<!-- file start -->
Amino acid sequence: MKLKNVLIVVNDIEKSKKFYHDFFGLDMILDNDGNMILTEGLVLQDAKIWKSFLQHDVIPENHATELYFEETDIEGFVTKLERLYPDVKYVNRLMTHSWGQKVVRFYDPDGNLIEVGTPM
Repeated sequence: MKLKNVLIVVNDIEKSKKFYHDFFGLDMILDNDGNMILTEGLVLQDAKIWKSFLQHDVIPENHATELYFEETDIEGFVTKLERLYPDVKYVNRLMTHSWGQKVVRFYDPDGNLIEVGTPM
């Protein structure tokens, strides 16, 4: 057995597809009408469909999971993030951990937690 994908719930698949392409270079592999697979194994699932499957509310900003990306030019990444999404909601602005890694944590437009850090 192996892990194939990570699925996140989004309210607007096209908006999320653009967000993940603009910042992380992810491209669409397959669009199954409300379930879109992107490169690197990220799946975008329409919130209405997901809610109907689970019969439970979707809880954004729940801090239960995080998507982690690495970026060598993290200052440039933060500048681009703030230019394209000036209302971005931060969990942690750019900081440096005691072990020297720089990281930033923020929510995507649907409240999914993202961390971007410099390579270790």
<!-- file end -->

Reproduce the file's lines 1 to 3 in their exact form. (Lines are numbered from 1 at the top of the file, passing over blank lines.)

Amino acid sequence: MKLKNVLIVVNDIEKSKKFYHDFFGLDMILDNDGNMILTEGLVLQDAKIWKSFLQHDVIPENHATELYFEETDIEGFVTKLERLYPDVKYVNRLMTHSWGQKVVRFYDPDGNLIEVGTPM
Repeated sequence: MKLKNVLIVVNDIEKSKKFYHDFFGLDMILDNDGNMILTEGLVLQDAKIWKSFLQHDVIPENHATELYFEETDIEGFVTKLERLYPDVKYVNRLMTHSWGQKVVRFYDPDGNLIEVGTPM
């Protein structure tokens, strides 16, 4: 057995597809009408469909999971993030951990937690 994908719930698949392409270079592999697979194994699932499957509310900003990306030019990444999404909601602005890694944590437009850090 192996892990194939990570699925996140989004309210607007096209908006999320653009967000993940603009910042992380992810491209669409397959669009199954409300379930879109992107490169690197990220799946975008329409919130209405997901809610109907689970019969439970979707809880954004729940801090239960995080998507982690690495970026060598993290200052440039933060500048681009703030230019394209000036209302971005931060969990942690750019900081440096005691072990020297720089990281930033923020929510995507649907409240999914993202961390971007410099390579270790």